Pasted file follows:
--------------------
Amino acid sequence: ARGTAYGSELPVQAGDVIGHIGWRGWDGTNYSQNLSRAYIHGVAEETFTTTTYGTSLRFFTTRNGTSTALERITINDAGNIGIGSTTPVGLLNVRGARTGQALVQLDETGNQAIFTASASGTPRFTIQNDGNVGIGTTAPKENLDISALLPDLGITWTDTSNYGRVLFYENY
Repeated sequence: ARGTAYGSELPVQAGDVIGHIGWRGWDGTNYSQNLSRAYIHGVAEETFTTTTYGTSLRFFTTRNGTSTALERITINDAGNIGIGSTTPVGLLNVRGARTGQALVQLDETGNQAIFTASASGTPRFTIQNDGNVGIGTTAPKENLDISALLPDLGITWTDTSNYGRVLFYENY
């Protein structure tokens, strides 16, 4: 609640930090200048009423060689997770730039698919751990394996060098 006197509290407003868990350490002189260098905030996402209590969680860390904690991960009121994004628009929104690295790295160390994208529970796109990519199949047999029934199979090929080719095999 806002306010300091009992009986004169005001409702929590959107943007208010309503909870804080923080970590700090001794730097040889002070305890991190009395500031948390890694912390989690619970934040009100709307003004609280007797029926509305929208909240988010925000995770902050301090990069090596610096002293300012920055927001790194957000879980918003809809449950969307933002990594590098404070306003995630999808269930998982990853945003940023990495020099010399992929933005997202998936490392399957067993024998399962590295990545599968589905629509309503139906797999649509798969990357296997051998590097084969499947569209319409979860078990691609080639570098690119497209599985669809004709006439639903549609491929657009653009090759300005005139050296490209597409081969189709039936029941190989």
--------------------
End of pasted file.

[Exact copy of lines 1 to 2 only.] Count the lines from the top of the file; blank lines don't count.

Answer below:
Amino acid sequence: ARGTAYGSELPVQAGDVIGHIGWRGWDGTNYSQNLSRAYIHGVAEETFTTTTYGTSLRFFTTRNGTSTALERITINDAGNIGIGSTTPVGLLNVRGARTGQALVQLDETGNQAIFTASASGTPRFTIQNDGNVGIGTTAPKENLDISALLPDLGITWTDTSNYGRVLFYENY
Repeated sequence: ARGTAYGSELPVQAGDVIGHIGWRGWDGTNYSQNLSRAYIHGVAEETFTTTTYGTSLRFFTTRNGTSTALERITINDAGNIGIGSTTPVGLLNVRGARTGQALVQLDETGNQAIFTASASGTPRFTIQNDGNVGIGTTAPKENLDISALLPDLGITWTDTSNYGRVLFYENY